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The Importance Of The American Dream In In Cold Blood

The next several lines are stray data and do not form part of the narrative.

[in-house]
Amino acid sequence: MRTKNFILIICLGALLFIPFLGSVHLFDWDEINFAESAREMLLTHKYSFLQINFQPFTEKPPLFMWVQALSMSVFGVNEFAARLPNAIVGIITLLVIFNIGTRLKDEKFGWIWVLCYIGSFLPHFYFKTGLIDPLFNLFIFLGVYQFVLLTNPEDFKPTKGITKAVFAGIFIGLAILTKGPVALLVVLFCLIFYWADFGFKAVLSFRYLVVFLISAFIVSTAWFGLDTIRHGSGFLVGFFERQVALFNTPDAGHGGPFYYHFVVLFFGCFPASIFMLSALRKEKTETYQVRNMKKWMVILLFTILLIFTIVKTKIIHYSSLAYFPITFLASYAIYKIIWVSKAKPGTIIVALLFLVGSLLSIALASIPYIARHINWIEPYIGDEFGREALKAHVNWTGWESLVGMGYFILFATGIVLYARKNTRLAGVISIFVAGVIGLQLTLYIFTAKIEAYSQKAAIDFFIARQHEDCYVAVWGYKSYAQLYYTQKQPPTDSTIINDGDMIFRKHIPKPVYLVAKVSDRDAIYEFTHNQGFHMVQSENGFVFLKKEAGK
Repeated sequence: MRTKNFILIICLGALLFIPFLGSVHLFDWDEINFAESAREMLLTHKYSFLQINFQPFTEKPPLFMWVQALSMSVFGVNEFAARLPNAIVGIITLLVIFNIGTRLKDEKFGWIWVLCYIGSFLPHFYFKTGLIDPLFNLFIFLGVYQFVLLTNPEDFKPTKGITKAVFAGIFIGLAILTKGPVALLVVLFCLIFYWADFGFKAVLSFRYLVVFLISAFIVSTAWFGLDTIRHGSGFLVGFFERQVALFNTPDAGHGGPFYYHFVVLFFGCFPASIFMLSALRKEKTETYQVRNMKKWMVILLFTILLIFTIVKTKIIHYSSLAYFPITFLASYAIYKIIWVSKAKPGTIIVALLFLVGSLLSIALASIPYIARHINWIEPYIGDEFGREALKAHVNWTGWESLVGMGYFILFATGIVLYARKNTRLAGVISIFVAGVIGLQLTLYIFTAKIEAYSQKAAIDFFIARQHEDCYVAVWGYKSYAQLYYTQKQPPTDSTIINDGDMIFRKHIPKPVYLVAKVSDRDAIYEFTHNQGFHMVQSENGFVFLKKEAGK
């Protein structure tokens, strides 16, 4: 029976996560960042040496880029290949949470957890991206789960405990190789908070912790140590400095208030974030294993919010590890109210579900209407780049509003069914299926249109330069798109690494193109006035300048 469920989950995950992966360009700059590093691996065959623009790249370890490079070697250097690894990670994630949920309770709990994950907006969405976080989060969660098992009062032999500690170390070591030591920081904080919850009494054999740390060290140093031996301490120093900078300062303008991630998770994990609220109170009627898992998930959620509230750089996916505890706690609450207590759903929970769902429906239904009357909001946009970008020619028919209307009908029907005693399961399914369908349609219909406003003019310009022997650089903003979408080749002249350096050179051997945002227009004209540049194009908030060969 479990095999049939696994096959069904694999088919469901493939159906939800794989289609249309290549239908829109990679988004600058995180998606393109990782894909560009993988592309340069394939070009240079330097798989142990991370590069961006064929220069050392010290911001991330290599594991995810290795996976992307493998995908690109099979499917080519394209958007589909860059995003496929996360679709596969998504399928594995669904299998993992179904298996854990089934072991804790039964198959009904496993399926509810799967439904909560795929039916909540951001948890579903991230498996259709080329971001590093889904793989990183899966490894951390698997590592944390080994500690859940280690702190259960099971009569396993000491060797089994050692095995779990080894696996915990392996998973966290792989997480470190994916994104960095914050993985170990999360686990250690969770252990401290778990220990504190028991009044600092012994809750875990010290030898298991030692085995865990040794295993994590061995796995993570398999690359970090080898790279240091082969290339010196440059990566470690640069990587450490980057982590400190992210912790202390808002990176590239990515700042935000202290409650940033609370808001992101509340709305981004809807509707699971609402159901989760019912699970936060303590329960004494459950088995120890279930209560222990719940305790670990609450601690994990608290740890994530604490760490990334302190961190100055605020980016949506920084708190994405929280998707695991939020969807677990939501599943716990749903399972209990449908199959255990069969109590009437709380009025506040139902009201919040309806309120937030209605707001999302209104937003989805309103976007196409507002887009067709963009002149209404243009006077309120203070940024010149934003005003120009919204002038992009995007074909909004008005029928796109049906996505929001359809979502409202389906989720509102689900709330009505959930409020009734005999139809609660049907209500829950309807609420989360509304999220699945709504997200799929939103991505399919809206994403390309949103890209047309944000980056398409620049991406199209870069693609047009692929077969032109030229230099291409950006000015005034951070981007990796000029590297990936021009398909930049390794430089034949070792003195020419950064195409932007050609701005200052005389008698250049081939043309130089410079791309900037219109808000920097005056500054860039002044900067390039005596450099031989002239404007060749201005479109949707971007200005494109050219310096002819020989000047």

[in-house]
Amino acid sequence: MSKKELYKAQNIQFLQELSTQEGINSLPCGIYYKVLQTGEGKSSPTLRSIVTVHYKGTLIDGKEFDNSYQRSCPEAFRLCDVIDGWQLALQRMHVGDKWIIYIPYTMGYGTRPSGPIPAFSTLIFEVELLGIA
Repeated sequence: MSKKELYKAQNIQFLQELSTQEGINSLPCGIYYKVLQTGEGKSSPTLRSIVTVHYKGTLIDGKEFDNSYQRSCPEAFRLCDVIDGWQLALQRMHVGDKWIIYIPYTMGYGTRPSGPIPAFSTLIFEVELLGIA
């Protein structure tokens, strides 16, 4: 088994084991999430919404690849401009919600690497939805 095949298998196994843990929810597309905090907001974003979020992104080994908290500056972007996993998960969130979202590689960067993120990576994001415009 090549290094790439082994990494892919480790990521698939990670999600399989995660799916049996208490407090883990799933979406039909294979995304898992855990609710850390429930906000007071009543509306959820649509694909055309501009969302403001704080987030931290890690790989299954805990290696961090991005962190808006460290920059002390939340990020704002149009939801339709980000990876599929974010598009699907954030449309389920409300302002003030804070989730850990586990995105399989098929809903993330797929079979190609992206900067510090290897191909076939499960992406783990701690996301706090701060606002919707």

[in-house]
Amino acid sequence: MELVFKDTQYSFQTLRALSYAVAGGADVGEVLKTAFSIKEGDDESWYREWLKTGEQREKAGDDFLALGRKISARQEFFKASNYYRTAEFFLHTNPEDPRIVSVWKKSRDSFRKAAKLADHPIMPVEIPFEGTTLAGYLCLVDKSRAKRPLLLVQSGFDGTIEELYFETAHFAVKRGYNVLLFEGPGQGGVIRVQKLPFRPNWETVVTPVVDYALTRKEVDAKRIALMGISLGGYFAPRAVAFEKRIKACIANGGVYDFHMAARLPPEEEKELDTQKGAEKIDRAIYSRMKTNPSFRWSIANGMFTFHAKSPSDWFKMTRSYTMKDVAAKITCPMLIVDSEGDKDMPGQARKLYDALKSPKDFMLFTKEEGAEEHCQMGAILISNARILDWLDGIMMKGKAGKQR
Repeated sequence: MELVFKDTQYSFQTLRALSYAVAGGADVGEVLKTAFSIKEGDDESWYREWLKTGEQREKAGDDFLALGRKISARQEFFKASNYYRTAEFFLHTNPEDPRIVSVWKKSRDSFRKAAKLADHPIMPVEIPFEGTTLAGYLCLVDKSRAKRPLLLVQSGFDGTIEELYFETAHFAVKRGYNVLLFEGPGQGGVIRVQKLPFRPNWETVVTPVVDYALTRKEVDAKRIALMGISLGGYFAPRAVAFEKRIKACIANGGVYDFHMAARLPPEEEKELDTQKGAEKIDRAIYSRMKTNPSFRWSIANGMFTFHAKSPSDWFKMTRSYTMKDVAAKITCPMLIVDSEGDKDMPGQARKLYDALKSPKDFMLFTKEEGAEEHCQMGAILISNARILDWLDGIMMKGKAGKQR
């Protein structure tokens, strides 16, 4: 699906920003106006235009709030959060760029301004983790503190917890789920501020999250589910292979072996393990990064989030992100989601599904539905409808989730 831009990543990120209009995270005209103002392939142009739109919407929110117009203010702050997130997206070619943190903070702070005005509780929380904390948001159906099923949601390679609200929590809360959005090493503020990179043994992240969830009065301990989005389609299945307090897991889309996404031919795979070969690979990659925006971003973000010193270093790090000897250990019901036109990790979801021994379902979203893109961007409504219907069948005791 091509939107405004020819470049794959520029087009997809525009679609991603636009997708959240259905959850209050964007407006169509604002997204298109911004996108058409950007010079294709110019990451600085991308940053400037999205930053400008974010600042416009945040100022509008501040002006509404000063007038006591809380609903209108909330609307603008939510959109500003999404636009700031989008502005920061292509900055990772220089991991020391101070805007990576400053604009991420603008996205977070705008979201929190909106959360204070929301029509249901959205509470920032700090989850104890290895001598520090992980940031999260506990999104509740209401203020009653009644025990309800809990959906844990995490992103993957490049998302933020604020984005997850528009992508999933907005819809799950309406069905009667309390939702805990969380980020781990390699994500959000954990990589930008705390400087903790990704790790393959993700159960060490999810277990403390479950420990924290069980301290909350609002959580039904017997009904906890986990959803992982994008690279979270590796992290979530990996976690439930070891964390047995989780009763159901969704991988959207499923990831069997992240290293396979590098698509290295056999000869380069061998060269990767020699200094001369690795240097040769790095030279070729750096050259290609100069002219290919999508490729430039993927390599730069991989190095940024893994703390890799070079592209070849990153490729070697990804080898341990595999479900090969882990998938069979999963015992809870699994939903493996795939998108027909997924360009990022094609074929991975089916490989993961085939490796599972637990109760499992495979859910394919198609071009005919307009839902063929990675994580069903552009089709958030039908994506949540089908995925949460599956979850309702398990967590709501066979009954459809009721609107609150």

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There are many different dreams to be had: daydreams, dreams of the future, dreams of, well, practically anything imaginable. Perhaps one of the most infamous types of dreams that has been heard of is the American Dream. Defined as “the ideal that every American should have equal opportunity to achieve success and prosperity through hard work, determination, and initiative”, the American Dream is one of equality and desire and those who strive to achieve it are ambition-filled, driven individuals. It is hard to define what exactly is required to have achieved the American Dream because, in truth, everyone has a different idea of success and prosperity. Success means something different to every ear that hears the word. This exact truth about the American Dream is prominently seen in the novel In Cold Blood by Truman Capote; a book composed of the many characters, all who possess very different ideas of what the American Dream is. One of those many characters is the Herbert William Clutter, the patriarchal figure and leader of a household consisting of four, whole-hearted kids (of which only the two youngest still lived at home) and a mentally troubled wife. From the outside, the Clutter Clan, composed of Herb, Bonnie, Eveanna, Beverly, Nancy, and Kenyon, is the epitome of the perfect family. One that Herbert Clutter built up himself by raising his kids to be moral Methodists, and by upholding himself to those standards also. Herbert, more commonly known as Herb, plays a
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